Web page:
Don’t know why the Delhi riots order bothered the government, it was the right thing to do: Justice Muralidhar


Former Orissa High Court Chief Justice S Muralidhar said he did not know why his order in connection with the Delhi riots bothered the central government.

At a conference organized by online news portal ‘The South First’ in Bengaluru, an audience member asked Justice Muralidhar about the impression that he was elevated to the Supreme Court because of his verdict in the Delhi riots case. Had to do.

“During the Delhi riots case, you delivered the judgment late at night. And there are arguments that you disturbed the government and you did not reach the Supreme Court. What are your thoughts on that?” the person asked.

Justice Muralidhar replied:

“I don’t know if it’s disturbing… any other judge should have done the same. Every other colleague of mine in the Delhi High Court has reacted the same way. I don’t think anyone else has done the same. I am as clueless as you, if they were worried, I just have to say, it doesn’t matter, because many people thought it was right. To do, indeed, it was. Justice Muralidhar said.

Senior advocate Sanjay Hegde responded, “It is written somewhere that saving a life means saving humanity. I’m so proud of you for that.”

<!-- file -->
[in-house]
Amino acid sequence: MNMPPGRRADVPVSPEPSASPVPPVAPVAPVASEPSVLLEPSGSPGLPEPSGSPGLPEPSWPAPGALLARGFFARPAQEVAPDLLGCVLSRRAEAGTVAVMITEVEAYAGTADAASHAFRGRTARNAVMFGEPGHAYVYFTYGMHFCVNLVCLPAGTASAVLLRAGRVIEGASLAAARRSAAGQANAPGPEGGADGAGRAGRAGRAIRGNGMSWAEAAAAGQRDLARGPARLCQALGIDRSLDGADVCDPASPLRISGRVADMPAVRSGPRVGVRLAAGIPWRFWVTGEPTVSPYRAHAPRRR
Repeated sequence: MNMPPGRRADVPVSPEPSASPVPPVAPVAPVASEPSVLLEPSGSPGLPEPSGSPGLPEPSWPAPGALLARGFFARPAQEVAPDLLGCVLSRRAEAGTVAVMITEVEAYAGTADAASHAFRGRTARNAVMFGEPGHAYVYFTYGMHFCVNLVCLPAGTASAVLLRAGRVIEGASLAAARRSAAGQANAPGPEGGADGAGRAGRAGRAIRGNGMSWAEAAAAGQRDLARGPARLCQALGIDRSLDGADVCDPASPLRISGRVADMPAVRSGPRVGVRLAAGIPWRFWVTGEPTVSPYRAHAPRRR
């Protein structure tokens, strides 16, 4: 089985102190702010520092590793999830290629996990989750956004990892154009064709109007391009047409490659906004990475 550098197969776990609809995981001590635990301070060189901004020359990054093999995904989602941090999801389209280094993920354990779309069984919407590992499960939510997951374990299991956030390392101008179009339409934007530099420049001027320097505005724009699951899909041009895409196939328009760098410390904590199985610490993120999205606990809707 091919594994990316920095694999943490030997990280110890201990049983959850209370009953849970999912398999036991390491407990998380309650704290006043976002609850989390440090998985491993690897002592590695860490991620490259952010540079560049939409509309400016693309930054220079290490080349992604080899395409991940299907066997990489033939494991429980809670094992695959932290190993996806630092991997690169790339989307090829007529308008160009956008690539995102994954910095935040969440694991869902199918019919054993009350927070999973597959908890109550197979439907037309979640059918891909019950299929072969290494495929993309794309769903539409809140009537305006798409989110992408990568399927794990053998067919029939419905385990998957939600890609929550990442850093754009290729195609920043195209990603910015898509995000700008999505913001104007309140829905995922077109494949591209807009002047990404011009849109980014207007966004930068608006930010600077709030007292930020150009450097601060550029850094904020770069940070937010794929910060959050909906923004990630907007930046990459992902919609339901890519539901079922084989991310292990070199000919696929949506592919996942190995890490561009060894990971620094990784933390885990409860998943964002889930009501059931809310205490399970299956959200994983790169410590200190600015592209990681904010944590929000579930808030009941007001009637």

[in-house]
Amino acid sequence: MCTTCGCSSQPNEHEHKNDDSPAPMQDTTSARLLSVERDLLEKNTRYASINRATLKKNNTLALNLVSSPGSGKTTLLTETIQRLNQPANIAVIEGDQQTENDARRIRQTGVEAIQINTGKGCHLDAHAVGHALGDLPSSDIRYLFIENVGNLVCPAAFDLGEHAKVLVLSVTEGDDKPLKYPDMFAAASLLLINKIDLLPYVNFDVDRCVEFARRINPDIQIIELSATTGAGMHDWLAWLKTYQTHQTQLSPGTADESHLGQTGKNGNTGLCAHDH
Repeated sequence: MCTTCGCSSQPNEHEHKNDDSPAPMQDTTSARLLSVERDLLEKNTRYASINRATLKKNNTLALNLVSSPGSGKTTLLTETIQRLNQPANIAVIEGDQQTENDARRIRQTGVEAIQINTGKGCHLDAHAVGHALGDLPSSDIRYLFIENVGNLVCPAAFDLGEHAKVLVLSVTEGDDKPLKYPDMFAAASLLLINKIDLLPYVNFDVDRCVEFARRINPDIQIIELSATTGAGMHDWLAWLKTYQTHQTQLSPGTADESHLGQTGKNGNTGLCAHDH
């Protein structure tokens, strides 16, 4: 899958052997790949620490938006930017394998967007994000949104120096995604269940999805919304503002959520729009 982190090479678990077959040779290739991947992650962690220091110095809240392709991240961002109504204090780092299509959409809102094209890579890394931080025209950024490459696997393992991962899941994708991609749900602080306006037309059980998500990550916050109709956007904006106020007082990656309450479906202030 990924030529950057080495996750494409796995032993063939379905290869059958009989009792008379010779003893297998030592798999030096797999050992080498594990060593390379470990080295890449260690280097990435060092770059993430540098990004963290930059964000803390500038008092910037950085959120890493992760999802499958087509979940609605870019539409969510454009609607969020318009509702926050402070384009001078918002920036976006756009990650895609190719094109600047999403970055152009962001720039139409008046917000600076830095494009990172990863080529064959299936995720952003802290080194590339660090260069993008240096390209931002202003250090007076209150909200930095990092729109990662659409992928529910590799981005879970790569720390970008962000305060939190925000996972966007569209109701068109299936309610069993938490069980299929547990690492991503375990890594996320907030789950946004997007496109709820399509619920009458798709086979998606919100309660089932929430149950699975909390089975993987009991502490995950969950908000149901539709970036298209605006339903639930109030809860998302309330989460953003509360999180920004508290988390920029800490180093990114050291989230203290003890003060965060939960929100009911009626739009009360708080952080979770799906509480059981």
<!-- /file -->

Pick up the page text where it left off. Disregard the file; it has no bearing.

Amid the communal riots that gripped Delhi in February 2020, Justice Muralidhar had called a midnight hearing at his residence to issue urgent orders to evacuate a group of patients trapped in a hospital in a riot-hit area. be done The order was necessary as patients, who needed emergency medical treatment at a major specialist hospital, could not be shifted due to the riot situation. Later in the day (26 February 2020), Justice Muralidhar issued another order asking the Delhi Police to register an FIR within 24 hours against certain BJP leaders for making inflammatory remarks. Decide to enter. In a dramatic hearing, Justice Muralidhar expressed surprise when the Delhi Police claimed ignorance about the speeches, some of which had gone viral on social media. Justice Muralidhar directed the clips of the speech to be played in court for the police officer present and issued a strict order to take the decision to file an FIR despite strong opposition from the Delhi Police. The same night, the central government notified the Punjab and Haryana High Court of their transfer.